Now that I have my Ubuntu image with the basic, baseline configuration that I want; I can begin the process of making a copy of the image. Using the export and import WSL commands you can take snapshots of a WSL distribution and then put them back into WSL as a copy. This will allow me to create a disposable copy of Ubuntu on my machine specifically for CAP development.  At any time I can make a new copy or revert back to the clean baseline image.

Issuing the export command and waiting 4-5 minutes, we see that the Ubuntu base image plus all of my configuration and additional installations have been written out to a standard ZIP file in my Windows Host file system. I can even open this file using a ZIP utility.

wsl%20--export

wsl –export

Now we can use the wsl –import command to bring the image right back in. But during the import we can provide a new, custom Distribution name and separate storage location.  This allows us to run multiple copies of the same distribution as separate WSL containers.  We now are running both the basic Ubuntu image and at the same time the copy of Linux Ubuntu that we want to use for isolate SAP Cloud Application Programming Model development.

wsl%20--import

wsl –import

A few things I noticed about the copy of the Ubuntu image.  First the default login is different. Instead of logging me in with the Windows user I created for WSL, it seems to be connecting me by default with the root user.  I have to do a bit more research on why this happened as it gave me some differences compared to what I had setup in my base Ubuntu image; but it wasn’t a show stopper. I guess I just feel a little odd using root directly after years of trying to be good from a security standpoint and only using sudo and not switch users or login as root.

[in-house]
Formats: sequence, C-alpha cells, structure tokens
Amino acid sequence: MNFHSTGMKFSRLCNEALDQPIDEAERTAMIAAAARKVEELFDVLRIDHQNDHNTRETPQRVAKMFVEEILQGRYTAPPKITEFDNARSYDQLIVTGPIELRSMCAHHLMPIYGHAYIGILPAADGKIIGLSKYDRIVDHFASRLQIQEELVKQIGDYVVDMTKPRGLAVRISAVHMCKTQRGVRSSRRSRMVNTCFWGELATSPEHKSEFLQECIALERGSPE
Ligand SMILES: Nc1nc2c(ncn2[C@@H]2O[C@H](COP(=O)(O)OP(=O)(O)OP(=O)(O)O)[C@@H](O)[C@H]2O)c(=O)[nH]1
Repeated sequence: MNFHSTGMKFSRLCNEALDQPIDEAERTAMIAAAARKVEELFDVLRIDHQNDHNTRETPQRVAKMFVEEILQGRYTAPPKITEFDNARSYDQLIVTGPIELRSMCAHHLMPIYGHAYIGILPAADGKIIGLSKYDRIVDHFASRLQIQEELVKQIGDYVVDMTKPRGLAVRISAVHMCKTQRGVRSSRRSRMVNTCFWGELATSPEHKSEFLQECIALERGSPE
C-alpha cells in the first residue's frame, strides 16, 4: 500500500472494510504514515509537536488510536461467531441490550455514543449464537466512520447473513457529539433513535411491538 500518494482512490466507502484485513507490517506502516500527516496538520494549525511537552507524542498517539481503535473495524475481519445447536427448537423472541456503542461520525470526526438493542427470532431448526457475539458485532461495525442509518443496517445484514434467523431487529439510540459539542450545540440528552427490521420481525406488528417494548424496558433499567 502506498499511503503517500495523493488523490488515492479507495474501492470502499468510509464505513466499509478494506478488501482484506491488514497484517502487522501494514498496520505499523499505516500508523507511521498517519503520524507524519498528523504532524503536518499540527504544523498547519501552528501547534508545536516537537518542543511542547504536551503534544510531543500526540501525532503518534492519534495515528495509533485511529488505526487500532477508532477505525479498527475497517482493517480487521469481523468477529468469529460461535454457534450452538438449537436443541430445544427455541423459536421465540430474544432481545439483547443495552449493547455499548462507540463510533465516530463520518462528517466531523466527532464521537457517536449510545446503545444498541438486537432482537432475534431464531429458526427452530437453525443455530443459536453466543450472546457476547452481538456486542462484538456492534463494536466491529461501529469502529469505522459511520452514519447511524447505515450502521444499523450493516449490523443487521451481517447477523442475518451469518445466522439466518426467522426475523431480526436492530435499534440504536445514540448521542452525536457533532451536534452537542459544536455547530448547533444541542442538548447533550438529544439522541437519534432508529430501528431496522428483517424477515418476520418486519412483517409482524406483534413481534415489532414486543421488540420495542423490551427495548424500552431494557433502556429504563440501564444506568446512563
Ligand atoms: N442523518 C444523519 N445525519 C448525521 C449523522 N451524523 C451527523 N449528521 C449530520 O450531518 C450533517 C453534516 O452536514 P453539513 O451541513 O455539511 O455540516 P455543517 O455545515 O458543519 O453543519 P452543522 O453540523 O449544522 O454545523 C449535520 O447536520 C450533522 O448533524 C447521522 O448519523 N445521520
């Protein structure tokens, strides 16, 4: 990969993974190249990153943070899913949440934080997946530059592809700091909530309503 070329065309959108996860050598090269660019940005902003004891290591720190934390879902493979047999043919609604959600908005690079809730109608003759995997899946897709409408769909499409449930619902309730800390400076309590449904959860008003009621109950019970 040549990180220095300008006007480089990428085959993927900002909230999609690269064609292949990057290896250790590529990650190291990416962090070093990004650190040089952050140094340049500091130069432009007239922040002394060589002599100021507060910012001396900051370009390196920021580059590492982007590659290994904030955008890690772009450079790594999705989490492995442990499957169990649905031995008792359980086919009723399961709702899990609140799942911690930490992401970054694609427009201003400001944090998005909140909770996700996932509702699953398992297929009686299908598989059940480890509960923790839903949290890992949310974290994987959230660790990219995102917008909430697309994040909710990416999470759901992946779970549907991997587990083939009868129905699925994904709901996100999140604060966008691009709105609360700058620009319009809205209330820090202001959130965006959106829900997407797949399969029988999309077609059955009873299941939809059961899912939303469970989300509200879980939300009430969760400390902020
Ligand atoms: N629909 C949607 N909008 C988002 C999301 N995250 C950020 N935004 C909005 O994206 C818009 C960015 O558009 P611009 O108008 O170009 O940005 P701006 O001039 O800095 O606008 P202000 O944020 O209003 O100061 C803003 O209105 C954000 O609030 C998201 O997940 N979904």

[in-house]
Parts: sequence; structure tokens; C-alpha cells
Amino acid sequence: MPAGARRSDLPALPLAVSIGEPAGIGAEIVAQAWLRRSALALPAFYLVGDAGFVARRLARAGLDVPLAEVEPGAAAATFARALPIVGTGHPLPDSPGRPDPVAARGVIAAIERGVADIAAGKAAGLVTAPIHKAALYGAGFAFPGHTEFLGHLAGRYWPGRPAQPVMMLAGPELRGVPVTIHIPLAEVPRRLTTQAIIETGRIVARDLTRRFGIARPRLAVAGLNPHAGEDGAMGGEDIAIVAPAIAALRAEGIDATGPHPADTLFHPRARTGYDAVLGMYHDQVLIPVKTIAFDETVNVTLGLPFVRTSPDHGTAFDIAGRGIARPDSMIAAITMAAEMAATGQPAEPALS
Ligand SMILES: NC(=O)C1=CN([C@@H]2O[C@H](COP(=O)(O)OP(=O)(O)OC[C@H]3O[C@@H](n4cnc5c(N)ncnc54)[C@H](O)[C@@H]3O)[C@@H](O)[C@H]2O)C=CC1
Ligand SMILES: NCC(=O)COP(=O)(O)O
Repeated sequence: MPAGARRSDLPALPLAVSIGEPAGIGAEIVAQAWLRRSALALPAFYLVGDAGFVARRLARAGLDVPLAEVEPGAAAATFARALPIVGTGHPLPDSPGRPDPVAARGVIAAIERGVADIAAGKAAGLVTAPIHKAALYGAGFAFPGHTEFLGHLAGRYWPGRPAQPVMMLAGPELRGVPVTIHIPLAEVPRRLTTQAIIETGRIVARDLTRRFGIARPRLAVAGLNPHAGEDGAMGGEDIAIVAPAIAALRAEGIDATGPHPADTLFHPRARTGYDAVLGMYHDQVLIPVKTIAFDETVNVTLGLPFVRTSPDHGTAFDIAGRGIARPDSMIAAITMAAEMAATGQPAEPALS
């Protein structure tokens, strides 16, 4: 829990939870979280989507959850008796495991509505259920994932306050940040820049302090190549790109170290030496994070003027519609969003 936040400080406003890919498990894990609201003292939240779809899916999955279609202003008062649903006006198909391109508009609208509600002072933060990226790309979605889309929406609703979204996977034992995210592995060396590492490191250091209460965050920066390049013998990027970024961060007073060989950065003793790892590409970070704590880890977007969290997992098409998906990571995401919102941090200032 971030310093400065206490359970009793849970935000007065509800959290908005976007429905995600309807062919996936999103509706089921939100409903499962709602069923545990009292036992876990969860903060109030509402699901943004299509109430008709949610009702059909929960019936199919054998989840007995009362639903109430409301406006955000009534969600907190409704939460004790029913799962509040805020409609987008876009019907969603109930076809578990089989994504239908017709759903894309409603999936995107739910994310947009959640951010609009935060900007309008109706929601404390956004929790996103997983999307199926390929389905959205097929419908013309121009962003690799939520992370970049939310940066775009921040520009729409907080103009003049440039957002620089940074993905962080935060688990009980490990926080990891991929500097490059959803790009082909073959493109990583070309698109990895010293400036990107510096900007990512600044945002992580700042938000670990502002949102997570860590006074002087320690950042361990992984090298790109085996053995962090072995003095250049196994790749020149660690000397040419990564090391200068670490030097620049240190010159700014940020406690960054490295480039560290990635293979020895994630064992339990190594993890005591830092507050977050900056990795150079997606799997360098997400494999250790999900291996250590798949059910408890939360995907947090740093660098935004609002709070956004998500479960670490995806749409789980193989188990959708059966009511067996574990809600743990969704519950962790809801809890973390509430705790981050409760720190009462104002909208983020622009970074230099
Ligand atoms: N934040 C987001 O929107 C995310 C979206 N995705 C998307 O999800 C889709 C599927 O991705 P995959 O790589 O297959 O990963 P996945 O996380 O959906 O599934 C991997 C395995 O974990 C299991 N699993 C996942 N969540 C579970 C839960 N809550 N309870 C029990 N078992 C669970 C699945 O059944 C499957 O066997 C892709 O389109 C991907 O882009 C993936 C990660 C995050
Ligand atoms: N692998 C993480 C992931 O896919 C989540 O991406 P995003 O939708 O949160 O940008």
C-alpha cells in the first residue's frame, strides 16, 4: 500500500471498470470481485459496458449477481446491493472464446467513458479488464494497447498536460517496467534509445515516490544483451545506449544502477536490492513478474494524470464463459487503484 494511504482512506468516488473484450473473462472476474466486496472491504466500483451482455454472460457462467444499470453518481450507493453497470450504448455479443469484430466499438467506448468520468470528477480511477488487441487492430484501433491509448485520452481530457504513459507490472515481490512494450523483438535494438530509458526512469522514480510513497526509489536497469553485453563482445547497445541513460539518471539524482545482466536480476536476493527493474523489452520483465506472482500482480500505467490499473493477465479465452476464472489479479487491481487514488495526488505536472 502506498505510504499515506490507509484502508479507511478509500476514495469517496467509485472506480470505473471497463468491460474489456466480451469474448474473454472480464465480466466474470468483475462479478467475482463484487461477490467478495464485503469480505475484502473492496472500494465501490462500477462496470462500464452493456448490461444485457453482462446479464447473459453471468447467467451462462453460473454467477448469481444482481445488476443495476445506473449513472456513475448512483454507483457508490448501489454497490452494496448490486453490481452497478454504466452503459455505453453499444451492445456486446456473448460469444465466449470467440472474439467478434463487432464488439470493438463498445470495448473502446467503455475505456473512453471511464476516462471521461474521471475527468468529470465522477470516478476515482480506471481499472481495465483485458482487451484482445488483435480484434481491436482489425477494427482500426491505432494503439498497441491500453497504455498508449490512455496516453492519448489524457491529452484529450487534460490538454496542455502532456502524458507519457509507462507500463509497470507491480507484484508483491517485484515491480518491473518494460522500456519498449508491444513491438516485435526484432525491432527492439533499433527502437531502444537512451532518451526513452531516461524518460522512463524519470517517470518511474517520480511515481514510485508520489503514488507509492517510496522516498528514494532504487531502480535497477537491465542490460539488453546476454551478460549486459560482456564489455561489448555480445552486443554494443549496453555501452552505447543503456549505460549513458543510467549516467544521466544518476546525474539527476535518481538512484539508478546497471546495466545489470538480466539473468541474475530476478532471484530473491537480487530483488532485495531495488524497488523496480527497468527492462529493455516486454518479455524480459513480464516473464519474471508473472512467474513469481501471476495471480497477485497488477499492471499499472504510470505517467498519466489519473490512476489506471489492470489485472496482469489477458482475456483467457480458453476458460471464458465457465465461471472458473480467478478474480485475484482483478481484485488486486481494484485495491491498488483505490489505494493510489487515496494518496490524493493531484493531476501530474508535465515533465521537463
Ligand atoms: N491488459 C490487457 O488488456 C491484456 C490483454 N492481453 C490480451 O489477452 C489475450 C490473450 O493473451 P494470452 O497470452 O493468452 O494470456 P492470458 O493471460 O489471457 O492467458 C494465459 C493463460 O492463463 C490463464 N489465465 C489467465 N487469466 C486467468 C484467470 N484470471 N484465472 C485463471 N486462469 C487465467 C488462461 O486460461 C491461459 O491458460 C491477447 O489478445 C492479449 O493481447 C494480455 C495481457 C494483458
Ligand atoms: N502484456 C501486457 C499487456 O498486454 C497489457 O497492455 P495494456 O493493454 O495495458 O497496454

The other error I hit was when I tried to update the @sap/cds-dk module. I hit a permission issue at the file system level there which also seemed to be related to the switch from my windows user to the root user. But doing an uninstall of the @sap/cds-dk module and then a reinstall with npm install -g @sap/cds-dk and then everything worked right and the module was updated to the latest.

Launching VSCode

So I’m ready to start doing development targeting this remote container.  This is where the VSCode integration with WSL and the special extension for remote – WSL (https://marketplace.visualstudio.com/items?itemName=ms-vscode-remote.remote-wsl) make things so simple. In fact I can just shell into the new Ubuntu-CAP image and run the code command.  This will install or update a VSCode Server within the WSL Linux container.

Launch%20VSCode

Launch VSCode

This launches VSCode but not actually running in Linux.  VScode itself is still running in my Windows Host OS, but it seamlessly connects remotely to the Linux container.  Our project explorer, terminal, and other capabilities are all now pointing into the running Linux environment not the local, Windows one.

VSCode%20Remote%20WSL

VSCode Remote WSL